Make your social media work for you, not against you

Make your social media work for you, not against you

As the new year begins, many of us make resolutions to better ourselves, whether it be our bodies, our relationships, our jobs or other aspects of our lives. Have you ever considered using social media like Facebook, Instagram or LinkedIn to help improve what people see in you — including employers? I’m not talking about bragging self-promotion but establishing a presence that shows you are genuine, hard-working and likable.

It’s no secret most employers look at a candidate’s social media accounts before extending an offer or even an interview. Most are looking to make sure the person you say you are in your cover letter and resume matches up with what they see on your social media accounts.

I think most people are pretty clear on the “don’ts” of social media — don’t post inappropriate photos, don’t post about heavy drinking or drug use, don’t post sexual content, don’t use foul and offensive language — so I want to suggest some “dos” that will work for you when trying to land a new job or even a promotion.

Highlight some of your accomplishments

Employers will see you work hard to achieve your goals. Did you recently earn a new certification? Pass a tough exam? Share how your hard work paid off. You can bet performance goals are key at many organizations.

Celebrate and thank the people around you

Employers love to see you’re a team player. Did you finish a race with the help of an encouraging training buddy or complete a home-improvement project with help from a skilled friend? Post a picture and be sure to recognize that person, showing you appreciate teamwork and cooperation.

Share a great review

Companies truly value a great review from a customer. Are you looking to get hired at a place for which you can leave a positive and honest review? If so, take a few minutes to do so. It may go a long way in getting that job.

Follow companies that interest you

Many companies post job openings on their social media accounts. Be sure you’re following any companies you’d really like to work for so you’ll see job postings and be informed about any news regarding the business.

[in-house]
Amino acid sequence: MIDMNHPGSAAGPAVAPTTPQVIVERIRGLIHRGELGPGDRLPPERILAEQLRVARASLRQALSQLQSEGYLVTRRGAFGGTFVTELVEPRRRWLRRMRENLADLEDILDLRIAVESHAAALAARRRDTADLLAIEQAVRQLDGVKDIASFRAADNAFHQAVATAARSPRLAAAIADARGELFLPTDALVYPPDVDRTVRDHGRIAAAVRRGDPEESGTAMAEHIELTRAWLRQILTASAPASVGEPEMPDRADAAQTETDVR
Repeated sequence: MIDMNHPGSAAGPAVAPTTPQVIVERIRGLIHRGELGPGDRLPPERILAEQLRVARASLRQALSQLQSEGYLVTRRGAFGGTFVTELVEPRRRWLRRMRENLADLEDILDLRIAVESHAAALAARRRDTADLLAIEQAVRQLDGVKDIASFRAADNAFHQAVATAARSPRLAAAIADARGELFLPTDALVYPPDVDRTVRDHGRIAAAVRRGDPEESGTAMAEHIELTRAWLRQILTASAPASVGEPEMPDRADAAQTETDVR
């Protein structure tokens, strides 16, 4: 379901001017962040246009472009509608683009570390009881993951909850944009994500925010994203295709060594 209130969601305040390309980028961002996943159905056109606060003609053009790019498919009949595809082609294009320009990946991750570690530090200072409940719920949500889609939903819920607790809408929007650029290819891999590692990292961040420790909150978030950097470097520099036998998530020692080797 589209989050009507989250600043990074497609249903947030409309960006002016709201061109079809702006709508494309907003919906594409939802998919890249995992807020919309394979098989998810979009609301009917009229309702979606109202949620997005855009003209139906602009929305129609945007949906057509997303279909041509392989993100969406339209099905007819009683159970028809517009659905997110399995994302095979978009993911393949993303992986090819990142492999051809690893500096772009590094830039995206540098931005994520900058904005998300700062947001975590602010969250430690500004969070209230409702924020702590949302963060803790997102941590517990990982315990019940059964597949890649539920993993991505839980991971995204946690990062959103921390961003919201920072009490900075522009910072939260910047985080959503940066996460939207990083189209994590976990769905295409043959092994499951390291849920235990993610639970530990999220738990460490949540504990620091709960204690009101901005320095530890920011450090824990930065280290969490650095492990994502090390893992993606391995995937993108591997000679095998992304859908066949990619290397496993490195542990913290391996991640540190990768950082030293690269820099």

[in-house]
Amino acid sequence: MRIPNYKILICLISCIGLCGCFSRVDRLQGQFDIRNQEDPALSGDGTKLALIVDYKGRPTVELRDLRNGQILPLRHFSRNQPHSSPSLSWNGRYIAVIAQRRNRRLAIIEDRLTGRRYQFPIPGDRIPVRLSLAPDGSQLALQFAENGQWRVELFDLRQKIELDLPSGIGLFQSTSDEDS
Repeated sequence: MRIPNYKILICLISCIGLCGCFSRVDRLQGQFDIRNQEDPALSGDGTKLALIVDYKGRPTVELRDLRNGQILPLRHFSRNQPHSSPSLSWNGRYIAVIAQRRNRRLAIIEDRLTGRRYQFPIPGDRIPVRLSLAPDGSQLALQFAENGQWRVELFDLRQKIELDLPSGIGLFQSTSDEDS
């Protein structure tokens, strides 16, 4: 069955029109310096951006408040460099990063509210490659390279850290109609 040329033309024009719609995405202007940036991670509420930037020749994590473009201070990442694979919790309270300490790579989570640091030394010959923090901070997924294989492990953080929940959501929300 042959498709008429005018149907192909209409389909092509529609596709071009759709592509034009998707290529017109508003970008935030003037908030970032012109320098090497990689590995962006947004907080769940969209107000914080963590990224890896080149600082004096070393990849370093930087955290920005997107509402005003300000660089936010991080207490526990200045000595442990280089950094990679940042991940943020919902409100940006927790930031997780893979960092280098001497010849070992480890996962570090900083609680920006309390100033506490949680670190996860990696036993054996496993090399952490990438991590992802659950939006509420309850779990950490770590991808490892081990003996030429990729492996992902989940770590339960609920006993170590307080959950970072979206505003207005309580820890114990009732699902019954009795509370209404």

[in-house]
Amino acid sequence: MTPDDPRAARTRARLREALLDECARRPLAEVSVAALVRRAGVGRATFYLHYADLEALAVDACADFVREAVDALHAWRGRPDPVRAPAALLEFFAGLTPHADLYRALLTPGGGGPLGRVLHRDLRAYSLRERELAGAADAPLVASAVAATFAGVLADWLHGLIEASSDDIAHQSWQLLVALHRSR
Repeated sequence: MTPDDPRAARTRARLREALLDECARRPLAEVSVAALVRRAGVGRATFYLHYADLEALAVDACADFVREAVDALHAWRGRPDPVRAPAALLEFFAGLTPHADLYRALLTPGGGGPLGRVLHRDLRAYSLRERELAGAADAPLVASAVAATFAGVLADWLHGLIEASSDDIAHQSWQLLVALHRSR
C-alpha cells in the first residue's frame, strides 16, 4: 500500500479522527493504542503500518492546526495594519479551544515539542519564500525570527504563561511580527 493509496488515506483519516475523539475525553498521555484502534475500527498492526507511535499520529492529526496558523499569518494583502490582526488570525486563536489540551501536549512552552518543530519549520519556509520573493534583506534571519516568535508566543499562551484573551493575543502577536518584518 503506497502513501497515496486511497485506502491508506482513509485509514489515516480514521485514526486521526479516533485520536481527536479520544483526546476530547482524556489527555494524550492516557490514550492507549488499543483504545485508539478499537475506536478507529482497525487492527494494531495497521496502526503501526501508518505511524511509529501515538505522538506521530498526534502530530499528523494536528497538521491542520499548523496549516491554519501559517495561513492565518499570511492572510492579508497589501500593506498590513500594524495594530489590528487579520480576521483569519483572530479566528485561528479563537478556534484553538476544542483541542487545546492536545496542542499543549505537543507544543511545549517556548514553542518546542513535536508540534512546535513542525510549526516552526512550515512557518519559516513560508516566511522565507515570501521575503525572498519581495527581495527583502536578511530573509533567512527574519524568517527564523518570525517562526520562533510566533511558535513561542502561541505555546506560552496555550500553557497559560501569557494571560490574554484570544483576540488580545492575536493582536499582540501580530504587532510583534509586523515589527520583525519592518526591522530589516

Keep a positive attitude

Will potential employers see rants about slow retail workers in your news feed? While no one actually enjoys being stuck in the slow line, complaining about it only shows impatience and lack of empathy for others. Either keep the comments off of social media and vent with the person beside you or show a little support and encouragement for the people who are working behind the register.

Speak highly of your employer

Once you get the job or while you’re at your current one, be sure what you say about your employer is positive. If you don’t have anything positive to say about them, then stick to the old adage and don’t say anything at all. A future employer doesn’t want to hire someone who will potentially smear their reputation to hundreds of people. On the other hand, a positive, complimentary person will score major points in their favor.

When it comes down to it, as much as we like to complain about the pitfalls of social media, let’s remember our digital profiles make us look great, educated, marketable, teachable and hireable. That’s a New Year’s resolution for all.

At the Wayne County Schools Career Center, all adult full-time students participate in professional-development classes to learn practical skills and soft skills that every employer is looking for. From interviewing and resume writing to how to dress to impress, preparing students for success in the workplace is our top priority.

To learn more about adult education at WCSCC, visit our website at or call 330-669-7070 and attend an upcoming free information session.

Katie Smith is the marketing and public relations coordinator at Wayne County Schools Career Center Adult & Community Education. The Employment Resource Fund at the Wayne County Community Foundation is a local, self-sustaining work and education fund. Its mission is to build a skilled workforce in Wayne County by providing grants to local nonprofits with employment programs that increase the success of their students, clients or employees. In turn the nonprofit spends small amounts of money on hard-working adults to help them get jobs or better jobs.

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